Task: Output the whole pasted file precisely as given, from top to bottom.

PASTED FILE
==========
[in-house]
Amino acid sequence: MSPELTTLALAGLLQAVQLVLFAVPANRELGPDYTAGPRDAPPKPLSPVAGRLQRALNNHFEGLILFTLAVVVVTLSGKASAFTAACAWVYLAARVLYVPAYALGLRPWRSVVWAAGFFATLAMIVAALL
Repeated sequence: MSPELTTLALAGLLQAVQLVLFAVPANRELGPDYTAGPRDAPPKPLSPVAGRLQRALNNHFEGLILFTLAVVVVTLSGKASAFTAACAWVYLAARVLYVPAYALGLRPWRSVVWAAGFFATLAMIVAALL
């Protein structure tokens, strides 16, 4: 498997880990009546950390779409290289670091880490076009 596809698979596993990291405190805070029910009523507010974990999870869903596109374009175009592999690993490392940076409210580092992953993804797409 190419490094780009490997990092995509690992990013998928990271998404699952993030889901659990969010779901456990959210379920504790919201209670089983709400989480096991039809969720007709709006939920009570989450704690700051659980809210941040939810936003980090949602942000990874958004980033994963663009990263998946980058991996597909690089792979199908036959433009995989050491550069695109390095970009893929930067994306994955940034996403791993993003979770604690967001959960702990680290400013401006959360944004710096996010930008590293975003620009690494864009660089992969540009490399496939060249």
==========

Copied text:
[in-house]
Amino acid sequence: MSPELTTLALAGLLQAVQLVLFAVPANRELGPDYTAGPRDAPPKPLSPVAGRLQRALNNHFEGLILFTLAVVVVTLSGKASAFTAACAWVYLAARVLYVPAYALGLRPWRSVVWAAGFFATLAMIVAALL
Repeated sequence: MSPELTTLALAGLLQAVQLVLFAVPANRELGPDYTAGPRDAPPKPLSPVAGRLQRALNNHFEGLILFTLAVVVVTLSGKASAFTAACAWVYLAARVLYVPAYALGLRPWRSVVWAAGFFATLAMIVAALL
């Protein structure tokens, strides 16, 4: 498997880990009546950390779409290289670091880490076009 596809698979596993990291405190805070029910009523507010974990999870869903596109374009175009592999690993490392940076409210580092992953993804797409 190419490094780009490997990092995509690992990013998928990271998404699952993030889901659990969010779901456990959210379920504790919201209670089983709400989480096991039809969720007709709006939920009570989450704690700051659980809210941040939810936003980090949602942000990874958004980033994963663009990263998946980058991996597909690089792979199908036959433009995989050491550069695109390095970009893929930067994306994955940034996403791993993003979770604690967001959960702990680290400013401006959360944004710096996010930008590293975003620009690494864009660089992969540009490399496939060249």